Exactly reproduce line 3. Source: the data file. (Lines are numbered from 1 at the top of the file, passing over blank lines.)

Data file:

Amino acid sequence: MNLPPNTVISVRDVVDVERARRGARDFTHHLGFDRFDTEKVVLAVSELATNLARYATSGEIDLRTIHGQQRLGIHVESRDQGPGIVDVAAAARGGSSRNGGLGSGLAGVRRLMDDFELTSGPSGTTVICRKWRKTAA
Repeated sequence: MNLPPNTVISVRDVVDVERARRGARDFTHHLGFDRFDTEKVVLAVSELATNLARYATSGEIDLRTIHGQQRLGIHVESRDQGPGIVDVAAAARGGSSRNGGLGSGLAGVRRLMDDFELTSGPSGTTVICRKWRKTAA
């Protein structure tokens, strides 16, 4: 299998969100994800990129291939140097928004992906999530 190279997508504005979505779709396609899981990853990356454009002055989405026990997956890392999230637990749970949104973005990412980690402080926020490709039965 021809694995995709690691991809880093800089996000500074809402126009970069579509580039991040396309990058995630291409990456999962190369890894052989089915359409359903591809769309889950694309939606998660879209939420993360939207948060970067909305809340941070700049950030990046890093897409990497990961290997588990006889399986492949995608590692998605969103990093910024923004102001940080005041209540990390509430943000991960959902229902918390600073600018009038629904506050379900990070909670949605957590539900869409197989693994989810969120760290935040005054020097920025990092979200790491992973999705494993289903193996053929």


């Protein structure tokens, strides 16, 4: 299998969100994800990129291939140097928004992906999530 190279997508504005979505779709396609899981990853990356454009002055989405026990997956890392999230637990749970949104973005990412980690402080926020490709039965 021809694995995709690691991809880093800089996000500074809402126009970069579509580039991040396309990058995630291409990456999962190369890894052989089915359409359903591809769309889950694309939606998660879209939420993360939207948060970067909305809340941070700049950030990046890093897409990497990961290997588990006889399986492949995608590692998605969103990093910024923004102001940080005041209540990390509430943000991960959902229902918390600073600018009038629904506050379900990070909670949605957590539900869409197989693994989810969120760290935040005054020097920025990092979200790491992973999705494993289903193996053929």